As you know, an Individual Retirement Account (IRA) is tax-advantage retirement plan you can open at most financial institutes such as a bank or stock brokerage. They act as the custodian to your account. IRAs offer more flexibility on the types of assets you can invest in as opposed to employer-sponsored 401k plans. The IRS has few limitations on investment options, however, your custodian may limit you.
So, what can you invest in with your IRA? You can usually stash cash in interest-bearing accounts like certificates of deposits and money market accounts. Interest is usually taxed as ordinary income. However, if it’s in an IRA, it’s deferred until you take distributions during retirement. If you have a Roth IRA, you don’t pay taxes on distributions assuming minimal requirements are met.
Other types of common investments you can make include: stocks, bonds, mutual funds, savings accounts, exchange traded funds (ETFs), Treasury Inflation Protected Securities (TIP) and Real Estate Investment Trusts (REIT). Again, you may be limited to investments your particular custodian offers.
There are also some common investments that you cannot hold in your IRA. These include collectibles, whole life insurance and stock in S corporations. According to the IRS, here is what they consider a collectible: artworks, rugs, antiques, metals, gems, stamps, coins, alcoholic beverages and certain other tangible personal property. There are some exceptions: you can invest in US gold and silver coins minted by the Treasury Department and certain platinum coins and certain gold, silver, palladium, and platinum bullion.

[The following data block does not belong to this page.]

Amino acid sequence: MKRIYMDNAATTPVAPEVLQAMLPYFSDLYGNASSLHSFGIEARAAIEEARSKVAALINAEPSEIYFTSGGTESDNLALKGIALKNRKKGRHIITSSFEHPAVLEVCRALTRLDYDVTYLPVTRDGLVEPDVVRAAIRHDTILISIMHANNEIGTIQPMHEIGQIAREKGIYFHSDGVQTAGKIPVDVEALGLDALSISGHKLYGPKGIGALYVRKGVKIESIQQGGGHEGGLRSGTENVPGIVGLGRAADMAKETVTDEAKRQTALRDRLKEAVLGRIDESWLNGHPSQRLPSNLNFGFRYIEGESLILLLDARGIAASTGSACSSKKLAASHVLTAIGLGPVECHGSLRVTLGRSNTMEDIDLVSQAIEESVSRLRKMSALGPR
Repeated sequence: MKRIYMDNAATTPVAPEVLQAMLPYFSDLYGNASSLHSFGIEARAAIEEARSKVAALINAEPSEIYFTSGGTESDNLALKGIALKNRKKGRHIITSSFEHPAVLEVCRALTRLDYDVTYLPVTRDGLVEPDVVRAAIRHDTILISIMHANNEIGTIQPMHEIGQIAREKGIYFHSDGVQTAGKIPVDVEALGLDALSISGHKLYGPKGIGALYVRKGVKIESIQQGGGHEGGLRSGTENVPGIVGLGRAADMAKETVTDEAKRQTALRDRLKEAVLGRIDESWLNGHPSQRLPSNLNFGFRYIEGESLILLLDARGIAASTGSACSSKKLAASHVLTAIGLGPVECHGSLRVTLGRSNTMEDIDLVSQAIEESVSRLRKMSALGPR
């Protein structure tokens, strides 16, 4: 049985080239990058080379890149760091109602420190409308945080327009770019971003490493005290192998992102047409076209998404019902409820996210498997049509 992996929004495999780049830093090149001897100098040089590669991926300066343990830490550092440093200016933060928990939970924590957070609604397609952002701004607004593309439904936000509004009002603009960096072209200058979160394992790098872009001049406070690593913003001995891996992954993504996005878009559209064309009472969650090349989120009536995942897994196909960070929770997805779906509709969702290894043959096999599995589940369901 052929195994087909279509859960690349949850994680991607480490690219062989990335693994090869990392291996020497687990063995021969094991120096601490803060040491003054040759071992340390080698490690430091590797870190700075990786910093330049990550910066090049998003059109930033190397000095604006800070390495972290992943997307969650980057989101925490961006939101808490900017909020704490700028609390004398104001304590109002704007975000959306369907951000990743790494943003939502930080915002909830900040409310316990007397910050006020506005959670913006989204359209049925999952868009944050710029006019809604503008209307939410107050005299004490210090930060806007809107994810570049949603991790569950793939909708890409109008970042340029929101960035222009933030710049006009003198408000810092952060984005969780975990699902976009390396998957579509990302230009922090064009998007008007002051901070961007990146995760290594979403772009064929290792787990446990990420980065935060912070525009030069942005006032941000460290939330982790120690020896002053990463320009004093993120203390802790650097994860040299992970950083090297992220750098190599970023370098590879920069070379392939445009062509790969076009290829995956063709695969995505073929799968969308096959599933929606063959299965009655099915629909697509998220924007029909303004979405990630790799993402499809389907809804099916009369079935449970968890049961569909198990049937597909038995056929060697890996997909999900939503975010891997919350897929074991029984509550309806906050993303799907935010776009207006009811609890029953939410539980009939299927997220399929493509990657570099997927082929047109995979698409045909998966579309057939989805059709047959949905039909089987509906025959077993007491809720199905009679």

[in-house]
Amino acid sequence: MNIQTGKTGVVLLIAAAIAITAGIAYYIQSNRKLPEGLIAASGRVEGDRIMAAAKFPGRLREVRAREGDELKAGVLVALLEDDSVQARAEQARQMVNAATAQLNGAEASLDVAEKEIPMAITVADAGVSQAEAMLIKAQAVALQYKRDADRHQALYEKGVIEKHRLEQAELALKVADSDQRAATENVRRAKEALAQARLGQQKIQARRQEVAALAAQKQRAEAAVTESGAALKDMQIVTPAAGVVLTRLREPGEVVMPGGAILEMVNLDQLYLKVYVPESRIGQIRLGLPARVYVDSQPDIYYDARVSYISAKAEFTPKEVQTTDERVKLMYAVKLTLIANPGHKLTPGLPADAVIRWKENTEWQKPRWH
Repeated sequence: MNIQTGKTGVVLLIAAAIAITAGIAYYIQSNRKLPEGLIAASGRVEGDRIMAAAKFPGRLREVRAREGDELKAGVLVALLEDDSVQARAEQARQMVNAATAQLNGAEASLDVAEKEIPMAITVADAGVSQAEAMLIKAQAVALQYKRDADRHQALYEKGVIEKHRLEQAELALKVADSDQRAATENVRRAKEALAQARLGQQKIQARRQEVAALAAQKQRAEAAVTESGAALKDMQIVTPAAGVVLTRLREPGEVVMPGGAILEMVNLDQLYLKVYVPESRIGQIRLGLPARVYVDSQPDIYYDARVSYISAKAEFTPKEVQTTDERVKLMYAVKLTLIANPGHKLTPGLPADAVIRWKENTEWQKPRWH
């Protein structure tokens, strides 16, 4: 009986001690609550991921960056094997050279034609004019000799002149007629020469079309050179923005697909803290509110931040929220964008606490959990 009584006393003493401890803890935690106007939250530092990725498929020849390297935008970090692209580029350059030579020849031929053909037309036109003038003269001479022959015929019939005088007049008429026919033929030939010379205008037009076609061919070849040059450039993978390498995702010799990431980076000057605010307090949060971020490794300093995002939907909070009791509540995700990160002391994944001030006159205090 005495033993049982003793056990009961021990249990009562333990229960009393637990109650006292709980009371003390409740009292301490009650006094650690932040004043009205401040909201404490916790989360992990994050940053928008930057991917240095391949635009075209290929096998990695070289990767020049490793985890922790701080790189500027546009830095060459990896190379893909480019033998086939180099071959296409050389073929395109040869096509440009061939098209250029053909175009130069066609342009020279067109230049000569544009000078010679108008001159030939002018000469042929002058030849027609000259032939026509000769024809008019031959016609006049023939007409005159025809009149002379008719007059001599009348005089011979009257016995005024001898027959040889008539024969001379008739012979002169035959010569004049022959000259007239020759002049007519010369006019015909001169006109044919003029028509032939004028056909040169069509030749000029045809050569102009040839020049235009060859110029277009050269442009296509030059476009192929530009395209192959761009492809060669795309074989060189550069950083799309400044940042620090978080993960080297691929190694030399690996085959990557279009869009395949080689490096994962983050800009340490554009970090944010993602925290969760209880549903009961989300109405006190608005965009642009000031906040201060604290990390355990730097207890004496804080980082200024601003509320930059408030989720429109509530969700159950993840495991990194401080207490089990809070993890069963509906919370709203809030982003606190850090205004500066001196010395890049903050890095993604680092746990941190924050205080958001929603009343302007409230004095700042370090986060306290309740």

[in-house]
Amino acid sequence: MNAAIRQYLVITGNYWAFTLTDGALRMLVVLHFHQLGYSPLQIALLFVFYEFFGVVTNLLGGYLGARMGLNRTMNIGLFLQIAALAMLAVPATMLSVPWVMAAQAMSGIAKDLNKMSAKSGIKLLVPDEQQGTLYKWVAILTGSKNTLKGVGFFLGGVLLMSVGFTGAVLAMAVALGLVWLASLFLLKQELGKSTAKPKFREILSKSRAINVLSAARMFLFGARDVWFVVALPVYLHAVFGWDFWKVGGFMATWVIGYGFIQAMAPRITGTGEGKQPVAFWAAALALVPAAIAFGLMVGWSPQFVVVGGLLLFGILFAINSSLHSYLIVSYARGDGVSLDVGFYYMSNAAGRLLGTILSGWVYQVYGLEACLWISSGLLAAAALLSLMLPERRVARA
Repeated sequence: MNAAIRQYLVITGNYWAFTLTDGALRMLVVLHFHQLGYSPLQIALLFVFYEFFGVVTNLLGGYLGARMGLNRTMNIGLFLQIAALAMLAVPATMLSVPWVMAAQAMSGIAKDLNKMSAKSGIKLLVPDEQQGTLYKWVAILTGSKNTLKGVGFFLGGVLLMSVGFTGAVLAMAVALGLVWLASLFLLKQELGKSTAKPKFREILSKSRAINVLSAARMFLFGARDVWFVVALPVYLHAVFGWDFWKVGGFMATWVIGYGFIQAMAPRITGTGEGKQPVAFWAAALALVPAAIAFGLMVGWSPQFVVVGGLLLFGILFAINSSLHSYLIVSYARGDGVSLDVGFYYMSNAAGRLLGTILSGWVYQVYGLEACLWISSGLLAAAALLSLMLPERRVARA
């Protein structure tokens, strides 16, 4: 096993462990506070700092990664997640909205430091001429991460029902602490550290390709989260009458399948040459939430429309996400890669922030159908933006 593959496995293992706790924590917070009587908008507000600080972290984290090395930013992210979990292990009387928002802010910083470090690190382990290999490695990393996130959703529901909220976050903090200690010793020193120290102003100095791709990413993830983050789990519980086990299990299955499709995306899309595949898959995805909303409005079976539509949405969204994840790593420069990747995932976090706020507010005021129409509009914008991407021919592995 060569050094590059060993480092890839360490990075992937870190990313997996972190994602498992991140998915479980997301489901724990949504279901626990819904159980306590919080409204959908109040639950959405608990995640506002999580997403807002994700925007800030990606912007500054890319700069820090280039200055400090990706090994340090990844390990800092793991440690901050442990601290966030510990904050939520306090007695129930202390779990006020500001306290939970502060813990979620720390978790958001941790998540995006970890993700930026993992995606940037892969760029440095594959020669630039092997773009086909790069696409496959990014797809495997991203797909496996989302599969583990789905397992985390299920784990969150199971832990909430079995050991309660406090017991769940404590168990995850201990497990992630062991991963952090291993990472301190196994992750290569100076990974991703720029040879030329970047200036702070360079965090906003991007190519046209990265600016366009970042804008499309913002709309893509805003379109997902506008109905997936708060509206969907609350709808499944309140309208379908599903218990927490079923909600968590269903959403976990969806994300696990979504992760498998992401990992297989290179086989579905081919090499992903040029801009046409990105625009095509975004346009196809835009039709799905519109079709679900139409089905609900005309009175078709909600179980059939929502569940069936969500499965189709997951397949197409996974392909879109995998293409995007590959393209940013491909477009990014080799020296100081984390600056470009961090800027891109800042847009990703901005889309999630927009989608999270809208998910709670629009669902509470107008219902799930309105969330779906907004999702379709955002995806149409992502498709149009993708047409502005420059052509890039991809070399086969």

The beauty of the IRA is the uncommon investments that you can use your IRA on. If you can’t find a custodian that will let you invest in things other than stocks, bonds and mutual funds, you can open up a self-directed IRA and be your own custodian. You can choose to invest in just about anything you want. These investments can include, but are not limited to: residential or commercial real estate, raw land, foreclosure properties, foreign currency, LLCs & LLPs, tax liens, deeds, private businesses, etc.
Finally, there’s one major risk to consider when using a self-directed IRA and that’s “self-dealing”. You cannot benefit further from assets held in your IRA. For example, if you buy a house, you cannot live there. Also, close relatives such as parents and children cannot live there either. Another example is buying a rental property and hiring your father to manage it. Anything that gives you an extra advantage is not allowed and the IRS will come after you!
If you have any questions about what you can invest in with an IRA, or are looking to open up an account, whether it;s a traditional IRA, Roth or self-directed IRA, contact the tax experts at the IRA Financial Group. They are there to put you ahead of their own bottom line!